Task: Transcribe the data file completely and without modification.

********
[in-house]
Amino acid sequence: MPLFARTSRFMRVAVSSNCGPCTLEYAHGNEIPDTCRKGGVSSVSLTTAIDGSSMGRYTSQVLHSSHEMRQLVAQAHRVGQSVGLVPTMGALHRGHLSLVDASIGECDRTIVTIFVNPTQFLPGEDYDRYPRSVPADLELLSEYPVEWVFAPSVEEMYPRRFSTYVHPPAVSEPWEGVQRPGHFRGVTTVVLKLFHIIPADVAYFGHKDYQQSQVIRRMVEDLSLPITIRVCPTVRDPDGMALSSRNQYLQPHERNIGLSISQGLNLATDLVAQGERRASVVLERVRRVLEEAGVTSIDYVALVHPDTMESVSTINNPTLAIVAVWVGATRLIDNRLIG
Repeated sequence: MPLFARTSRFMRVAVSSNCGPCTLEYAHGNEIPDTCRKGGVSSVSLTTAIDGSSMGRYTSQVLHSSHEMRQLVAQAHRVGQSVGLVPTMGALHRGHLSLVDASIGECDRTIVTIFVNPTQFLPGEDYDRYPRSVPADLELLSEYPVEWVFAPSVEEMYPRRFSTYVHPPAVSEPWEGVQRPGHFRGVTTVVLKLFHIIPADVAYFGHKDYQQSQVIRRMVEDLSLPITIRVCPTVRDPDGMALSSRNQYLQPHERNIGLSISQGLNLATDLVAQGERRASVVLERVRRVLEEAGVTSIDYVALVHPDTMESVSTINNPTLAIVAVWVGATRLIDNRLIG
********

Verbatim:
[in-house]
Amino acid sequence: MPLFARTSRFMRVAVSSNCGPCTLEYAHGNEIPDTCRKGGVSSVSLTTAIDGSSMGRYTSQVLHSSHEMRQLVAQAHRVGQSVGLVPTMGALHRGHLSLVDASIGECDRTIVTIFVNPTQFLPGEDYDRYPRSVPADLELLSEYPVEWVFAPSVEEMYPRRFSTYVHPPAVSEPWEGVQRPGHFRGVTTVVLKLFHIIPADVAYFGHKDYQQSQVIRRMVEDLSLPITIRVCPTVRDPDGMALSSRNQYLQPHERNIGLSISQGLNLATDLVAQGERRASVVLERVRRVLEEAGVTSIDYVALVHPDTMESVSTINNPTLAIVAVWVGATRLIDNRLIG
Repeated sequence: MPLFARTSRFMRVAVSSNCGPCTLEYAHGNEIPDTCRKGGVSSVSLTTAIDGSSMGRYTSQVLHSSHEMRQLVAQAHRVGQSVGLVPTMGALHRGHLSLVDASIGECDRTIVTIFVNPTQFLPGEDYDRYPRSVPADLELLSEYPVEWVFAPSVEEMYPRRFSTYVHPPAVSEPWEGVQRPGHFRGVTTVVLKLFHIIPADVAYFGHKDYQQSQVIRRMVEDLSLPITIRVCPTVRDPDGMALSSRNQYLQPHERNIGLSISQGLNLATDLVAQGERRASVVLERVRRVLEEAGVTSIDYVALVHPDTMESVSTINNPTLAIVAVWVGATRLIDNRLIG